President Biden has said he wants to focus on improving the domestic economy and fostering a more worker-centered trade policy before he considers negotiating new trade agreements. With the elements of that policy starting to take shape, and with recent movement in Congress on a massive infrastructure investment bill and additional measures to aid recovery from the COVID-19 pandemic, the trade community may be wondering if new trade deals could once again be on the horizon. However, a close reading of recent comments and events would seem to quash any such hopes.
U.S. Trade Representative Katherine Tai said in June that a major aspect of the administration’s worker-centered trade policy will be enforcement, particularly of labor rights. For example, the Biden administration has ramped up efforts to exclude imports of goods made with forced labor, particularly from China, where it is now encouraging U.S. businesses to exit supply chains connected to the Xinjiang Uyghur Autonomous Region. The U.S. has also used a new rapid response mechanism under the U.S.-Mexico-Canada Agreement to resolve labor rights violations at two Mexican automotive factories, including an announcement this month that USTR said will “help protect collective bargaining rights in Mexico” and “help American workers by preventing trade from becoming a race to the bottom.”
However, USTR also said that “effective action and diligent, continued engagement are required to ensure that the promises in a trade agreement are kept.” This statement reinforces the administration’s longstanding emphasis on ensuring that existing U.S. trade agreements are benefiting U.S. workers and suggests that despite the early successes the White House wants to see sustained improvement in this area. It remains uncertain, though, exactly what that might entail or how long it might take to achieve.
Secretary of State Antony Blinken made it even clearer in an Aug. 9 speech that new trade deals are not currently on the table. “For too long, we thought we could trade more with the world while investing less here at home. That didn’t work out for our economy, for our workers, or for our communities,” Blinken said. “President Biden has made it clear that before making more trade deals, we must first make a generational investment in our own competitiveness. Our domestic renewal comes first.”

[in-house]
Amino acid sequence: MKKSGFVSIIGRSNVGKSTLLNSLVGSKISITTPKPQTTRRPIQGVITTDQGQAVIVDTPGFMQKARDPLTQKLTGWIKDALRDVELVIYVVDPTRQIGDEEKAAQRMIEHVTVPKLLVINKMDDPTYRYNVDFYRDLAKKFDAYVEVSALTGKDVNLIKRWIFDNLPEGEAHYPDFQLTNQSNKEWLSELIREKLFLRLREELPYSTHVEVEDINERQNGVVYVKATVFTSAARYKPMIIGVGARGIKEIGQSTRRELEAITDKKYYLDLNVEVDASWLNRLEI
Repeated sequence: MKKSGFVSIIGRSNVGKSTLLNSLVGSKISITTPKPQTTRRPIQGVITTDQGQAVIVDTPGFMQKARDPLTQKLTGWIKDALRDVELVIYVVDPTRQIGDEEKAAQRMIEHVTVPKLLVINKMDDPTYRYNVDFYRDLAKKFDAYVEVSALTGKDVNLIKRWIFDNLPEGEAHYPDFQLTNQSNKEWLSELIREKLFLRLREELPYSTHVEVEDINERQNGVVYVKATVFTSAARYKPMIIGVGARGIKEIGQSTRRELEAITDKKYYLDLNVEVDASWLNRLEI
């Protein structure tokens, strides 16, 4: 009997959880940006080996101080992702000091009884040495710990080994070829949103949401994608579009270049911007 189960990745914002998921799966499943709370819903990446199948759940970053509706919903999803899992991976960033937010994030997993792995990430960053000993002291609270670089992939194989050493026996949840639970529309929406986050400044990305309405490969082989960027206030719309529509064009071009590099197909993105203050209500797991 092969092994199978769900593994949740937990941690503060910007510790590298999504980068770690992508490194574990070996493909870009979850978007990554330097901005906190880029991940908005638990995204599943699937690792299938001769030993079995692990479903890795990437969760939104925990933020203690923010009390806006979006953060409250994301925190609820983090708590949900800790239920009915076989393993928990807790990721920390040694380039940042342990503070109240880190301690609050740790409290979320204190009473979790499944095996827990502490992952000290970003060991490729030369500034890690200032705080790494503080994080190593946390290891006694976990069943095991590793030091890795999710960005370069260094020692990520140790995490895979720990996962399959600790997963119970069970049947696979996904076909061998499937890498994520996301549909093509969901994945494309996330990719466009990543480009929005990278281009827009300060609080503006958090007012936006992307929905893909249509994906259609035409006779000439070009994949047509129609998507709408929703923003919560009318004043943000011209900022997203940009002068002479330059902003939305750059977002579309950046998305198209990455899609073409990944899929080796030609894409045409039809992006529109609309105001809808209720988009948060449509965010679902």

Blinken said efforts in this area will include focusing on “the strength of our workforce, our economic dynamism, the quality of opportunity we offer our people, the resilience of our infrastructure, and the power of our innovation.” While infrastructure investment would get a substantial boost under legislation now moving forward in Congress, administration officials have made clear that efforts on many of the other factors Blinken cited are still in their early stages.
There is also evidence from recent U.S. interactions with trading partners that new agreements are not an option at the moment. For example, Taiwan, which has made no secret of its interest in a bilateral free trade agreement with the U.S., saw USTR essentially shoot that idea down after a recent meeting at which it made no mention of an FTA and instead highlighted a number of trade irritants on which it wants to see progress. Similarly, Uruguay has been working to break free of restrictions under the Mercosur bloc and pursue bilateral trade deals of its own, including with the U.S., but in recent talks Washington said only that it would work to update the two countries’ trade and investment framework agreement. Talks on FTAs with the United Kingdom and Kenya that had been launched under the Trump administration have also been put on hold.
What’s the takeaway for traders? First, they already have access to lower duty rates and other benefits under the FTAs and preferential trade agreements the U.S. has in place with trading partners around the world. ST&R has decades of experience helping companies take advantage of these agreements to reduce their costs and gain advantages in the global marketplace. Second, the Biden administration’s focus will continue to be on enforcing the rules of those existing agreements, so it’s more important than ever for companies to ensure they have sufficient compliance processes in place. ST&R’s attorneys and trade professionals have helped hundreds of businesses avoid the penalties, cargo delays, and other negative impacts that can come from even inadvertent violations.
For more information on how ST&R can help your company, please contact attorneys Mark Segrist at (312) 279-2834 or via email, Mark Tallo at (202) 730-4968 or via email, or Deb Stern at (305) 894-1007 or via email.
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